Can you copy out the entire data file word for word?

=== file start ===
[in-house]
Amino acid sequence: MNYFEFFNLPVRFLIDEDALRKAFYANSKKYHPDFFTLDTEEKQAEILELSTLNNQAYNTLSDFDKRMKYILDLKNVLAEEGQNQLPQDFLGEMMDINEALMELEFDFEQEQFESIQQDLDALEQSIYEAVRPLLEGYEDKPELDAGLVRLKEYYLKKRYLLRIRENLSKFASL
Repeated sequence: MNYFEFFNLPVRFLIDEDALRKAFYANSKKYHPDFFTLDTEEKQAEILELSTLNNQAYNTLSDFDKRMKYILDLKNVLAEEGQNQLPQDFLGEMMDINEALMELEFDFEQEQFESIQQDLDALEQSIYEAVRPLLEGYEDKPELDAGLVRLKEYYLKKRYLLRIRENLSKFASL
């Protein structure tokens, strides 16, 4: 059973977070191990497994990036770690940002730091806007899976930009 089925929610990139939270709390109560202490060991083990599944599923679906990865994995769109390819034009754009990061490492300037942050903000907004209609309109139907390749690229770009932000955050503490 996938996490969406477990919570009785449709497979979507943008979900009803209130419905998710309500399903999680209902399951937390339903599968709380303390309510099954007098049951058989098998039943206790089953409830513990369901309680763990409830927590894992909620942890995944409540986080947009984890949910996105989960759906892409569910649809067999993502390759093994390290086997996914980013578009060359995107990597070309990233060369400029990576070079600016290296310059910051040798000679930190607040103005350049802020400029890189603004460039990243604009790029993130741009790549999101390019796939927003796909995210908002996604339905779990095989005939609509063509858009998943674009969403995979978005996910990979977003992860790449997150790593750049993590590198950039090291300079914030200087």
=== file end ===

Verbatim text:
[in-house]
Amino acid sequence: MNYFEFFNLPVRFLIDEDALRKAFYANSKKYHPDFFTLDTEEKQAEILELSTLNNQAYNTLSDFDKRMKYILDLKNVLAEEGQNQLPQDFLGEMMDINEALMELEFDFEQEQFESIQQDLDALEQSIYEAVRPLLEGYEDKPELDAGLVRLKEYYLKKRYLLRIRENLSKFASL
Repeated sequence: MNYFEFFNLPVRFLIDEDALRKAFYANSKKYHPDFFTLDTEEKQAEILELSTLNNQAYNTLSDFDKRMKYILDLKNVLAEEGQNQLPQDFLGEMMDINEALMELEFDFEQEQFESIQQDLDALEQSIYEAVRPLLEGYEDKPELDAGLVRLKEYYLKKRYLLRIRENLSKFASL
């Protein structure tokens, strides 16, 4: 059973977070191990497994990036770690940002730091806007899976930009 089925929610990139939270709390109560202490060991083990599944599923679906990865994995769109390819034009754009990061490492300037942050903000907004209609309109139907390749690229770009932000955050503490 996938996490969406477990919570009785449709497979979507943008979900009803209130419905998710309500399903999680209902399951937390339903599968709380303390309510099954007098049951058989098998039943206790089953409830513990369901309680763990409830927590894992909620942890995944409540986080947009984890949910996105989960759906892409569910649809067999993502390759093994390290086997996914980013578009060359995107990597070309990233060369400029990576070079600016290296310059910051040798000679930190607040103005350049802020400029890189603004460039990243604009790029993130741009790549999101390019796939927003796909995210908002996604339905779990095989005939609509063509858009998943674009969403995979978005996910990979977003992860790449997150790593750049993590590198950039090291300079914030200087």